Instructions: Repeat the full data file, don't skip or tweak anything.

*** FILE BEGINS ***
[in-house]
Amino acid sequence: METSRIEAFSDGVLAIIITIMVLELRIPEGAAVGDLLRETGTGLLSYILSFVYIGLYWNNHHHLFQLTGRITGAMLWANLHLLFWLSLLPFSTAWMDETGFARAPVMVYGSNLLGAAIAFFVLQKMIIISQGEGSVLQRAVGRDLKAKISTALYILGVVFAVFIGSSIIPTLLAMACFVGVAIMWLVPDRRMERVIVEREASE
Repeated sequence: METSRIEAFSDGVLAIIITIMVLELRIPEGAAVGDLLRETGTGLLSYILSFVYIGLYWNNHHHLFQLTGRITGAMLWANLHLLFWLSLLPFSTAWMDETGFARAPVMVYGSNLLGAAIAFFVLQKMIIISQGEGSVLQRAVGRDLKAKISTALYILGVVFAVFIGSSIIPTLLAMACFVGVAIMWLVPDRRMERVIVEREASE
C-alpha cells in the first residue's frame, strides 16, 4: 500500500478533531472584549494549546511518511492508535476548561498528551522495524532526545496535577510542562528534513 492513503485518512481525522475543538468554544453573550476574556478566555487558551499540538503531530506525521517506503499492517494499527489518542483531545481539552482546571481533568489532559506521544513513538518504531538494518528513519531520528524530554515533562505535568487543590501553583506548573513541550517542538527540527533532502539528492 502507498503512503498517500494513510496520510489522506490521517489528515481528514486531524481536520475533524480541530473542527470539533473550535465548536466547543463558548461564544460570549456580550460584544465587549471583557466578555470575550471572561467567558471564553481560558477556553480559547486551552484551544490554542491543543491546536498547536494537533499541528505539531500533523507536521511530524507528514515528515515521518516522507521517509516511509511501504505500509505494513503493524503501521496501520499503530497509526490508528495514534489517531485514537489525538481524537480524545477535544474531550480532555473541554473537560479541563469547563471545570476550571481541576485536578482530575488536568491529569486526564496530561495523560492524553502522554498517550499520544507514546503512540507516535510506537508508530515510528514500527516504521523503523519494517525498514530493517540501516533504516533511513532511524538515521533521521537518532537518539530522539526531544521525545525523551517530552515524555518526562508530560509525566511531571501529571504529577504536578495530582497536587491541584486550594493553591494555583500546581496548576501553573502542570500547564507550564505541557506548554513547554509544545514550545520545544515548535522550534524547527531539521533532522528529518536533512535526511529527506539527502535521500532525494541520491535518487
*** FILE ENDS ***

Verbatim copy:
[in-house]
Amino acid sequence: METSRIEAFSDGVLAIIITIMVLELRIPEGAAVGDLLRETGTGLLSYILSFVYIGLYWNNHHHLFQLTGRITGAMLWANLHLLFWLSLLPFSTAWMDETGFARAPVMVYGSNLLGAAIAFFVLQKMIIISQGEGSVLQRAVGRDLKAKISTALYILGVVFAVFIGSSIIPTLLAMACFVGVAIMWLVPDRRMERVIVEREASE
Repeated sequence: METSRIEAFSDGVLAIIITIMVLELRIPEGAAVGDLLRETGTGLLSYILSFVYIGLYWNNHHHLFQLTGRITGAMLWANLHLLFWLSLLPFSTAWMDETGFARAPVMVYGSNLLGAAIAFFVLQKMIIISQGEGSVLQRAVGRDLKAKISTALYILGVVFAVFIGSSIIPTLLAMACFVGVAIMWLVPDRRMERVIVEREASE
C-alpha cells in the first residue's frame, strides 16, 4: 500500500478533531472584549494549546511518511492508535476548561498528551522495524532526545496535577510542562528534513 492513503485518512481525522475543538468554544453573550476574556478566555487558551499540538503531530506525521517506503499492517494499527489518542483531545481539552482546571481533568489532559506521544513513538518504531538494518528513519531520528524530554515533562505535568487543590501553583506548573513541550517542538527540527533532502539528492 502507498503512503498517500494513510496520510489522506490521517489528515481528514486531524481536520475533524480541530473542527470539533473550535465548536466547543463558548461564544460570549456580550460584544465587549471583557466578555470575550471572561467567558471564553481560558477556553480559547486551552484551544490554542491543543491546536498547536494537533499541528505539531500533523507536521511530524507528514515528515515521518516522507521517509516511509511501504505500509505494513503493524503501521496501520499503530497509526490508528495514534489517531485514537489525538481524537480524545477535544474531550480532555473541554473537560479541563469547563471545570476550571481541576485536578482530575488536568491529569486526564496530561495523560492524553502522554498517550499520544507514546503512540507516535510506537508508530515510528514500527516504521523503523519494517525498514530493517540501516533504516533511513532511524538515521533521521537518532537518539530522539526531544521525545525523551517530552515524555518526562508530560509525566511531571501529571504529577504536578495530582497536587491541584486550594493553591494555583500546581496548576501553573502542570500547564507550564505541557506548554513547554509544545514550545520545544515548535522550534524547527531539521533532522528529518536533512535526511529527506539527502535521500532525494541520491535518487